Grain elevators have been challenged to keep up with the uninterrupted pace of harvest 2015.Click here to see more...
If there would have been a break between corn and soybeans, grain elevators may have had a chance to catch up, but with none they have resorted to creative options to find homes for the bumper crop.
Some elevators were forced — because of the size of the soybean crop — to put soybeans in outside bunker storage that is normally reserved for corn. Others put soybeans in bins that were reserved for corn.
“We’re probably using about every bit of storage space we have available,” said Bob Zelenka, executive director of the Minnesota Grain and Feed Association.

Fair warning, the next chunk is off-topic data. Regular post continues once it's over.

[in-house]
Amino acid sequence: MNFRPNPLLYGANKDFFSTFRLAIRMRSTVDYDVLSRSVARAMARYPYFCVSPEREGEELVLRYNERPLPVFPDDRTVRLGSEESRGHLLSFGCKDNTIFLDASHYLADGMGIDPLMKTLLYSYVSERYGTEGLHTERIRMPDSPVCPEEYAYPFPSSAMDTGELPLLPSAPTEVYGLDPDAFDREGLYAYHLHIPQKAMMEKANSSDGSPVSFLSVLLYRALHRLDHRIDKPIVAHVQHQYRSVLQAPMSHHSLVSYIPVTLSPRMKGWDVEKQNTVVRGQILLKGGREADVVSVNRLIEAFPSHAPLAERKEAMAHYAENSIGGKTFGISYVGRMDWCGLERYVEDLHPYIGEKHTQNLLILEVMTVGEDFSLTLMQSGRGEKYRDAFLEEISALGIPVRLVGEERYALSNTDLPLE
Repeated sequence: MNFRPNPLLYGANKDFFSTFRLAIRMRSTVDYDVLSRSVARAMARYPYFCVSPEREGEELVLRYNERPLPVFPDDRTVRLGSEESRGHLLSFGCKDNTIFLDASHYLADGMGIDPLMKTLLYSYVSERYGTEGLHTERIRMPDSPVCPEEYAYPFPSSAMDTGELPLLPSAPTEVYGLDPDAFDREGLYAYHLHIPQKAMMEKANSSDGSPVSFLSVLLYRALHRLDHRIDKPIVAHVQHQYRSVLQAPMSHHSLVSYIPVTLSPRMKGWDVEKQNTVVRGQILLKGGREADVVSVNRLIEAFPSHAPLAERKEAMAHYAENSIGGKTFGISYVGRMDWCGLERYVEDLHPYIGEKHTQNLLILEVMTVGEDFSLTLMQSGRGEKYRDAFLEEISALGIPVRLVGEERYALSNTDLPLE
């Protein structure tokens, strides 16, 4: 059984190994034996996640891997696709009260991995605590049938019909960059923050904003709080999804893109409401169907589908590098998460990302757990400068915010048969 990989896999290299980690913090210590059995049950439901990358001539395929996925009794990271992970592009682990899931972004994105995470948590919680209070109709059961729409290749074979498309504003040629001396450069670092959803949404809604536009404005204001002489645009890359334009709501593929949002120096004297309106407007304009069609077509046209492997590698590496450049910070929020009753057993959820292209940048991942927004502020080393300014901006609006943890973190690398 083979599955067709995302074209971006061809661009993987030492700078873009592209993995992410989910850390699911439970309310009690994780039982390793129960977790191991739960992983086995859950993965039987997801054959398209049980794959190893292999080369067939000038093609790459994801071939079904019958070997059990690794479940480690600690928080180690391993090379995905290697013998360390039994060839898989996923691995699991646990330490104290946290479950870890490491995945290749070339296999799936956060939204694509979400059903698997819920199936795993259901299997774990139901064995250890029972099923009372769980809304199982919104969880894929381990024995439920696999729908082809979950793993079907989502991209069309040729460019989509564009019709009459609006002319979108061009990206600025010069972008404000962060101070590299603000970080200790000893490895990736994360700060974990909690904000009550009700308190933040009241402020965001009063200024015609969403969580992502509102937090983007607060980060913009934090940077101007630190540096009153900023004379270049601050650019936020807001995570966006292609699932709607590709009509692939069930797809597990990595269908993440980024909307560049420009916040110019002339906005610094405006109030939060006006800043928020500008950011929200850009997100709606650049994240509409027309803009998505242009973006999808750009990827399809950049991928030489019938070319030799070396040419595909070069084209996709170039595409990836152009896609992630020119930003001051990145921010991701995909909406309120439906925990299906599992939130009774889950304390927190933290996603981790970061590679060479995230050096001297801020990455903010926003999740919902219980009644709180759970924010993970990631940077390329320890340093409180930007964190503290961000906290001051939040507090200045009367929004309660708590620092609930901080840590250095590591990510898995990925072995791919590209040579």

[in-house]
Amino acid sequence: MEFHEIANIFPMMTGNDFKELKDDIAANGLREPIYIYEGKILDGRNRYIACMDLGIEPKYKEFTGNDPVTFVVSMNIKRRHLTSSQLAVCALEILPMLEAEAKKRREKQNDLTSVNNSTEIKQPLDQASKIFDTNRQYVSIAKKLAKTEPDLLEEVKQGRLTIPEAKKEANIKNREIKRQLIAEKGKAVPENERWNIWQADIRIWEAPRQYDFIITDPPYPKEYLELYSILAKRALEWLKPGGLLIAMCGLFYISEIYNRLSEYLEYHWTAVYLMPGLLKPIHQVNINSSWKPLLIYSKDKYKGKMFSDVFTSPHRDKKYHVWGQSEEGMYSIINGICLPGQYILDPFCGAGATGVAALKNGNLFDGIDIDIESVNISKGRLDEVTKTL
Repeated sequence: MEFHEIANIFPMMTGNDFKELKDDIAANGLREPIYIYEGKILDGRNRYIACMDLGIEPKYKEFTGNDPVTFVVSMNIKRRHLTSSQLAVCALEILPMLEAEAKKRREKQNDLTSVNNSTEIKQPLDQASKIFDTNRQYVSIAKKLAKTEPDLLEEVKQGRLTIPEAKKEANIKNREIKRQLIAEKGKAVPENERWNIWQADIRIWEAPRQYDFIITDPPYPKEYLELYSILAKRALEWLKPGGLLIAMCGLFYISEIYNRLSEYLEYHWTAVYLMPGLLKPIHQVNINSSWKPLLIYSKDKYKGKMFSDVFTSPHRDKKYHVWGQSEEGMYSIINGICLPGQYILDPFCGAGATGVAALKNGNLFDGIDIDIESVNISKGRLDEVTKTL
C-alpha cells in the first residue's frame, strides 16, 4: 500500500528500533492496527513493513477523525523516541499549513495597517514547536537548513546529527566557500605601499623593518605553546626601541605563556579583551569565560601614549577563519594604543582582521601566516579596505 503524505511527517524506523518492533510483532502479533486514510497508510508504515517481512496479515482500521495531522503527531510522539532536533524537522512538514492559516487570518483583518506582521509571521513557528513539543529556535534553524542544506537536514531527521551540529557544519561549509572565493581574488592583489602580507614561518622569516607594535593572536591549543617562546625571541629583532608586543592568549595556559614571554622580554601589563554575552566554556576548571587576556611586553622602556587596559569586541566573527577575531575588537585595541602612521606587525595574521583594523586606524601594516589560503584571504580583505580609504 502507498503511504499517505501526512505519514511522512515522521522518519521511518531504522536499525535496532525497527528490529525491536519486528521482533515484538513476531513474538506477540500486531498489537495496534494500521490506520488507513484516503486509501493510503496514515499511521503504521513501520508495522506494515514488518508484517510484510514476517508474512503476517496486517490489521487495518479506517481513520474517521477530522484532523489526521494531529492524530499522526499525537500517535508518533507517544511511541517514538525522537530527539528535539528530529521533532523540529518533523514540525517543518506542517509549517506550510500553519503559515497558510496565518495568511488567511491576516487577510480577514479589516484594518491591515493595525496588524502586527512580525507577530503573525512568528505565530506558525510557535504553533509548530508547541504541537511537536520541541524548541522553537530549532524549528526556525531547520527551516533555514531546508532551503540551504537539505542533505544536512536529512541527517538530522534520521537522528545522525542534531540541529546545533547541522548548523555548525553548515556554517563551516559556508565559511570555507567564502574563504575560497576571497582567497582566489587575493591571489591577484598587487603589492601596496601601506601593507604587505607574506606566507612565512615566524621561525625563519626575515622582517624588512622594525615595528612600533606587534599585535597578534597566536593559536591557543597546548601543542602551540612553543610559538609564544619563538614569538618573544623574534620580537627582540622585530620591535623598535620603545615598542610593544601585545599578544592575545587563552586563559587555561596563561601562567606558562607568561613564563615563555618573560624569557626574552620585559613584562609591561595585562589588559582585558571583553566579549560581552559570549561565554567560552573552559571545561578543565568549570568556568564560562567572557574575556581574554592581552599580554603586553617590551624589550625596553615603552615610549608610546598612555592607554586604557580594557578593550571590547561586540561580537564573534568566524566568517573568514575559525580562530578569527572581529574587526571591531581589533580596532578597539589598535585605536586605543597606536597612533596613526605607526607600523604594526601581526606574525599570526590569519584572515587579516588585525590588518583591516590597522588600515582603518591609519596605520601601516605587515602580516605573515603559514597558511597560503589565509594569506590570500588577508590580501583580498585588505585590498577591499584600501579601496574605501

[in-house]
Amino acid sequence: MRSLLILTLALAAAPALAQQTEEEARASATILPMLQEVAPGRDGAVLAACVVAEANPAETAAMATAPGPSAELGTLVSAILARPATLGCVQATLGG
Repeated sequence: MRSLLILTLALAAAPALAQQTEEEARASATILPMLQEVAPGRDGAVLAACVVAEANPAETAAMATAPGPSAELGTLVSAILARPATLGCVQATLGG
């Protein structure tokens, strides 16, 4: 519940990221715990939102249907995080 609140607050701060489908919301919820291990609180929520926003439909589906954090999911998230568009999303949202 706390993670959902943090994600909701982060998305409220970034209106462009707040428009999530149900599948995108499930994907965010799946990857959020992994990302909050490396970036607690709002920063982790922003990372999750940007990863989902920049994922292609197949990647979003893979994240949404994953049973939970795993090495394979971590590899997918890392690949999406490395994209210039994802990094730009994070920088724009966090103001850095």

Bins and bunkers are full and limited grain is moving as the markets have been fairly flat, he said. There are long lines at ethanol and soybean processing plants.
With more than 75 percent of Minnesota’s grain storage located on farm, farm bins were likely filled first, he said. Others may have moved more soybeans to town to save room for corn.
With corn coming out of the field with moisture in the teens, there’s little need for commercial drying so grain elevators aren’t making much money drying corn this fall, he said.
“The access to transportation hasn’t been a problem,” Zelenka said, but little grain is moving. Railroads have added capacity since the debacle of 2013, he said.